Many solutions that come from staff are in the shape of a commitment to changed behavior, a positive attitude, teamwork and improved communication.

    A corrective action plan might include:
    *The supervisor/manager contacts individual staff members on a scheduled rotation for staff to express their feelings about how well they are being heard.
    *Employees who present solutions that are implemented and have proved effective are given exceptional recognition. For example, a weekend at a resort, paid time off, tickets to sports or theatrical events of their choice.
    *Staff members are surveyed once a month to measure their level of satisfaction with the five indicators and to evaluate the effectiveness of the implemented action plan.
    *Staff members are asked to hold leaders accountable in follow-through of their commitments.

    Like physicians who question patients about their pain, nurse leaders must ask nurses to define their dissatisfaction before they can effectively help them. Nurse leaders and senior management in hospitals can apply their leadership skills to diagnose and prescribe treatment to ease their nurses' frustrations and treat the underlying causes of their dissatisfaction.

    Leaders who invest the time and effort to identify specifics are guaranteed to gain significant financial and emotional rewards.
    Last edit by NRSKarenRN on Feb 2, '02
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  3. by   oramar
    This is a far cry from "nurses are a dime a dozen" and "if you don't like it there is the door". I have doubts that it is being implemented in many places but the fact that the dissatifaction is even acknowledged is great. The sneers of past managers still haunt me. Trying to point out a problem that was causing turn over in the past was to invite trouble.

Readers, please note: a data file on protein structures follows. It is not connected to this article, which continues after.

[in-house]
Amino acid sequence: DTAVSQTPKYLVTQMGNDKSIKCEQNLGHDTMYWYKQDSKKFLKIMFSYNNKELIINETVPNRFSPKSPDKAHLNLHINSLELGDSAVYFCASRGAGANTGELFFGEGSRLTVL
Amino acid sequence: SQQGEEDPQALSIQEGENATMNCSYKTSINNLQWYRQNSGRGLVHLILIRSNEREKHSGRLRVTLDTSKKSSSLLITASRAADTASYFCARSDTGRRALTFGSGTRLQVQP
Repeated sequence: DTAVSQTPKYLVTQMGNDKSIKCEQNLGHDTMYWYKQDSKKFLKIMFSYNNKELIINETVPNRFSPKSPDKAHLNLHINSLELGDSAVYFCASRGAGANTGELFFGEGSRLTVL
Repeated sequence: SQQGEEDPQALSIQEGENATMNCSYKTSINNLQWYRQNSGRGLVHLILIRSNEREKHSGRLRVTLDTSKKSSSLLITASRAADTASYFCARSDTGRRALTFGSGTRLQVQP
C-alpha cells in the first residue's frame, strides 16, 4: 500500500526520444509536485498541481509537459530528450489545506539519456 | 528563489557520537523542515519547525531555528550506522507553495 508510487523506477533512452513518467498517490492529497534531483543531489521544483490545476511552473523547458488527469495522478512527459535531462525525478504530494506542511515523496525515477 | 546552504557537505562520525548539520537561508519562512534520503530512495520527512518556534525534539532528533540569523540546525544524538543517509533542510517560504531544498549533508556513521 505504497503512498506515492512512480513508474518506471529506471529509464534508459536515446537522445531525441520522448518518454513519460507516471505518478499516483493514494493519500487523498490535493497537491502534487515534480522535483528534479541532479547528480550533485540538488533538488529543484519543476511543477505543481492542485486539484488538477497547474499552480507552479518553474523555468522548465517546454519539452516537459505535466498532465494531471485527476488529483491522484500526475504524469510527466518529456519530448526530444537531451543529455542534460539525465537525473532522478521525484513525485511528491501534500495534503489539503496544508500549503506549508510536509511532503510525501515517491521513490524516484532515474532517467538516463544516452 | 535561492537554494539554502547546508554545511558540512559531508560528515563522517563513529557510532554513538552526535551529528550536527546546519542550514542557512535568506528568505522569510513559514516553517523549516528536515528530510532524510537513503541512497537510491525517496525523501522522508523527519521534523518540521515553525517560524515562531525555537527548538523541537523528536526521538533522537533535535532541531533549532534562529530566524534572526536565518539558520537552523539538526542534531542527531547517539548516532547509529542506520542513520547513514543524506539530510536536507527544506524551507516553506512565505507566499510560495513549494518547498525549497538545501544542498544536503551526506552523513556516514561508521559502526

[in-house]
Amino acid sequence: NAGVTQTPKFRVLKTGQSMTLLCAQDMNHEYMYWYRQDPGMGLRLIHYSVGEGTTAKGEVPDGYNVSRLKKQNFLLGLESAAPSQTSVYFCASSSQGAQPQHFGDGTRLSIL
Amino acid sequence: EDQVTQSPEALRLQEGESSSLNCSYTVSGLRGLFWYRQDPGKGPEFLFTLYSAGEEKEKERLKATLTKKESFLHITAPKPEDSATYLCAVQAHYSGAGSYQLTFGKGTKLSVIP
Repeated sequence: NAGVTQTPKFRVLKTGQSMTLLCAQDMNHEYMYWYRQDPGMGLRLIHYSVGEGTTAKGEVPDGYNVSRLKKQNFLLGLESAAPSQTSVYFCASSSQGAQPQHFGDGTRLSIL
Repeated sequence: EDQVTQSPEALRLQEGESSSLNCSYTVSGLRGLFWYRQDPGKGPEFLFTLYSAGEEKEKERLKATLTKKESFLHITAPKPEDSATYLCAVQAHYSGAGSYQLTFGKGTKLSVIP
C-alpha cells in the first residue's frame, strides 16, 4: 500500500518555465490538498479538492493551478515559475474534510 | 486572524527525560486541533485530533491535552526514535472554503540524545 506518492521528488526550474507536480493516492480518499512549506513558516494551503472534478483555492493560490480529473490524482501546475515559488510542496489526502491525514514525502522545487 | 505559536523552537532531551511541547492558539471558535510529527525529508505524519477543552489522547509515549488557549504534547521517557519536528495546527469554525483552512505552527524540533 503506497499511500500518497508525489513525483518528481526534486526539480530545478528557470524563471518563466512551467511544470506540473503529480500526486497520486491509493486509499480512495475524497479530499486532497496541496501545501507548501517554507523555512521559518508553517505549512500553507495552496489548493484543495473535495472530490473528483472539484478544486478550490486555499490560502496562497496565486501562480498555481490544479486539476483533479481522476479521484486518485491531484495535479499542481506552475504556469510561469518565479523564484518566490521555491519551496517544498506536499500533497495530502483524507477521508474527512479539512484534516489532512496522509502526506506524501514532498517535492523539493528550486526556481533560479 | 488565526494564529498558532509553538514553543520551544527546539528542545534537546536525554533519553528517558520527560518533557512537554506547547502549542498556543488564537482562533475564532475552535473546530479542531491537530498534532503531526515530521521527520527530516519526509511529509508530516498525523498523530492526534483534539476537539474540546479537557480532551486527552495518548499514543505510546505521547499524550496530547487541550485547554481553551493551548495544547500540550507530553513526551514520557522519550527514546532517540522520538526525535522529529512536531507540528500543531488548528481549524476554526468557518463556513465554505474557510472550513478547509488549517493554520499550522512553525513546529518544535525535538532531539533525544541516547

4. by   Mijourney
    Hi. There has to be a method to the madness. It's time that management use "evidence" from the staff's side of the story to help get staffing problems under control. Hopefully, the information from staff drafted in scientific format, if that's what it takes, will give more confidence to those in lower to mid management when standing up to those above them.
  5. by   live4today
    Just saw this post for the first time today, and I couldn't help but post the following statement:

    If the nursing shortage is as bad as management says it is, and they wonder why they can't retain or recruit nurses, perhaps it is the way management is going about it. You have a large pool of seasoned nurses desiring to re-enter the field of nursing, yet you do nothing to welcome them back. The hospitals aren't offering nurse refresher courses, at the hospital's expense--not the nurse's expense--in order to show them how much they are truly needed and welcomed. Instead of looking for nurses who will kiss butt for you (management), start doing a little butt kissing yourselves and bring on the nurses who apply at your hospital for a job, but you won't give them the time of day unless they are "green" out of school. Nursing shortage my butt! There's a nursing shortage alright, but not for the reasons management wants the media to believe. Try getting real for a change!